Design Culture

When the U.S. Army Banned a Comic Book About War

It was 1966, in the midst of the Vietnam War. President Johnson was escalating his lies to Congress and the public that prolonged this horrific and unwinnable South Asian conflict. And in that year, America suffered 6,350 fatal military casualties, well over triple the number of deaths in 1965. And a war comic titled...

Thomas Cole For Kids

What attracts me to Thomas Cole (February 1, 1801 – February 11, 1848) is that he was the founder of the Hudson River School, a group of American artists who sought to depict the unspoiled majesty of the American landscape around the Hudson River Valley in New York State. I love that part of the...

The Chatter Of Type

  Through its publications and gallery, the Composing Room promoted the new American design. The Composing Room in New York was no mere type shop. While no other type business was more aggressively self-promoting, none so determinedly advanced the art and craft of type design or made such a remarkable contribution to design history...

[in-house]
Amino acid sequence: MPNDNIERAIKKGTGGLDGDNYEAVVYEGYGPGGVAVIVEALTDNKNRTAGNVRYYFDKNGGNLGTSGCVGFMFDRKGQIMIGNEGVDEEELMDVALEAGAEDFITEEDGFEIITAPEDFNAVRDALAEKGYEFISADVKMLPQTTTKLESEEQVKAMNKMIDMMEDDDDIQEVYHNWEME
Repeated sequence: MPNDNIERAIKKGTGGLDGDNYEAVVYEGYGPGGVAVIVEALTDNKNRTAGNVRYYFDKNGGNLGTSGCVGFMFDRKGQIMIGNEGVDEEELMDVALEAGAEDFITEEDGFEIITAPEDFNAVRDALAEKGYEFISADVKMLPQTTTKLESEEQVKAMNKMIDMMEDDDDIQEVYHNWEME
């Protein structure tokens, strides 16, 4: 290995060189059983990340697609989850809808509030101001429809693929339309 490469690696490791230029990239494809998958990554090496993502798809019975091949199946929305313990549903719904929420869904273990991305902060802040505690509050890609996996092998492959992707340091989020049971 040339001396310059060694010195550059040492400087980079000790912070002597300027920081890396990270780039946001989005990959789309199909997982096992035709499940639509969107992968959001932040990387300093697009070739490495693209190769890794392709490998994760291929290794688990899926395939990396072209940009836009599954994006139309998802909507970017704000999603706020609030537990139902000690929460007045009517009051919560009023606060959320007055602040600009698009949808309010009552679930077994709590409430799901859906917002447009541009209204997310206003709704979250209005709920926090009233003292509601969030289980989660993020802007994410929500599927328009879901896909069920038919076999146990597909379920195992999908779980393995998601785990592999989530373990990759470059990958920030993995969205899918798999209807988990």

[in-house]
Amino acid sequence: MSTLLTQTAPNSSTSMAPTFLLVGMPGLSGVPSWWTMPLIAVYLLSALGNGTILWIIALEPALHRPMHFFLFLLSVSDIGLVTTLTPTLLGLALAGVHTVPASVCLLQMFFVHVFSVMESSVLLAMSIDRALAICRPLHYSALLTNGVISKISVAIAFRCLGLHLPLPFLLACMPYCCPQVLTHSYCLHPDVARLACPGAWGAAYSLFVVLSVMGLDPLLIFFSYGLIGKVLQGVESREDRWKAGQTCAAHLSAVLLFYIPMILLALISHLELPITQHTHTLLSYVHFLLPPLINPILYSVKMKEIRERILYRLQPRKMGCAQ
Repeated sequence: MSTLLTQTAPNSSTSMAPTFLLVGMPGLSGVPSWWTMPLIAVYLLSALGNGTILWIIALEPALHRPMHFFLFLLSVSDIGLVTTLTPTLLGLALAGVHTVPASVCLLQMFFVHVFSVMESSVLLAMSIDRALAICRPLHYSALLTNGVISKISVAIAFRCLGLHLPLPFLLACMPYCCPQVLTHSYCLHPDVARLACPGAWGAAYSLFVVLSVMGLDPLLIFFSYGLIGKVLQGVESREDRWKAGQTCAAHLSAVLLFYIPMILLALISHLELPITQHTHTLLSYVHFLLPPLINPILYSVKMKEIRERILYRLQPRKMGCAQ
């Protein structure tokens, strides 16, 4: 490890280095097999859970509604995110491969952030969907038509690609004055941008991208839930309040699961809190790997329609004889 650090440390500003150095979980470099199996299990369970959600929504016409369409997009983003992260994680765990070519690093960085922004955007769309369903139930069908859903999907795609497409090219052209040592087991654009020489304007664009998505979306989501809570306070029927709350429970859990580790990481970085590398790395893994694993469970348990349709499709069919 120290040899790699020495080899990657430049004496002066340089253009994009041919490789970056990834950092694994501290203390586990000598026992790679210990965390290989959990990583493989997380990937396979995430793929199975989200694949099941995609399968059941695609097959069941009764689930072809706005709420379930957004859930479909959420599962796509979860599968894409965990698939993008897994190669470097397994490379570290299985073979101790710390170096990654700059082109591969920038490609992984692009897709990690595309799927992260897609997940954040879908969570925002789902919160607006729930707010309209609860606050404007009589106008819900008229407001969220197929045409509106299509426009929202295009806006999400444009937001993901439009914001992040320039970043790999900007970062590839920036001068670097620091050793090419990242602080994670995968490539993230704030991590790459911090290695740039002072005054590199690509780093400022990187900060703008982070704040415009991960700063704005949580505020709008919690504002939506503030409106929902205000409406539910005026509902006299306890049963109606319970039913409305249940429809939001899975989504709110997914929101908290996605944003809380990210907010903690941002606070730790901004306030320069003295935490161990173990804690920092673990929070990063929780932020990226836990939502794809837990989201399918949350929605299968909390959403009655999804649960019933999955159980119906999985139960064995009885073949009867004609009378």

The Rand Book That Never Was

Paul Rand’s first monograph, “Thoughts on Design” (Wittenborn, 1947, reprinted by Chronicle Books), showcased and explained his “first stage” from when he launched his design and art directorial career in 1937 at Esquire/Coronet. He was occasionally involved in the editorial layout of Esquire fashion supplements but mostly designed promotion and a brilliant series of...

Promoting the Times Is Timely

Even before The New York Times newspaper was graphically designed to enter the 20th century, its promotion department created memorable graphic design that underscored the greatness of the institution and won the hearts and minds of New Yorkers (like me). Opening on Wednesday Sept 5 at the Times Building, a mini-exhibition produced by the...